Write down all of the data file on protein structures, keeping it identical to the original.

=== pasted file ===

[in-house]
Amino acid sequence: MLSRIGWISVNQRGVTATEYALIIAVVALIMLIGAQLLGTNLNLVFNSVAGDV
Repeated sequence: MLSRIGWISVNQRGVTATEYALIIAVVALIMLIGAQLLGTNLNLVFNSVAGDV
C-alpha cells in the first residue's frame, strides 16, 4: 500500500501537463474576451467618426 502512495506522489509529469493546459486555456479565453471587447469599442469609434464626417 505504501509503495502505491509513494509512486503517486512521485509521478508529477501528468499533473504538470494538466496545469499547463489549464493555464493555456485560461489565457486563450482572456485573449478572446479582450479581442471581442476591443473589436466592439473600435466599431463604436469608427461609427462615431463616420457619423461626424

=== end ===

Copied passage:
[in-house]
Amino acid sequence: MLSRIGWISVNQRGVTATEYALIIAVVALIMLIGAQLLGTNLNLVFNSVAGDV
Repeated sequence: MLSRIGWISVNQRGVTATEYALIIAVVALIMLIGAQLLGTNLNLVFNSVAGDV
C-alpha cells in the first residue's frame, strides 16, 4: 500500500501537463474576451467618426 502512495506522489509529469493546459486555456479565453471587447469599442469609434464626417 505504501509503495502505491509513494509512486503517486512521485509521478508529477501528468499533473504538470494538466496545469499547463489549464493555464493555456485560461489565457486563450482572456485573449478572446479582450479581442471581442476591443473589436466592439473600435466599431463604436469608427461609427462615431463616420457619423461626424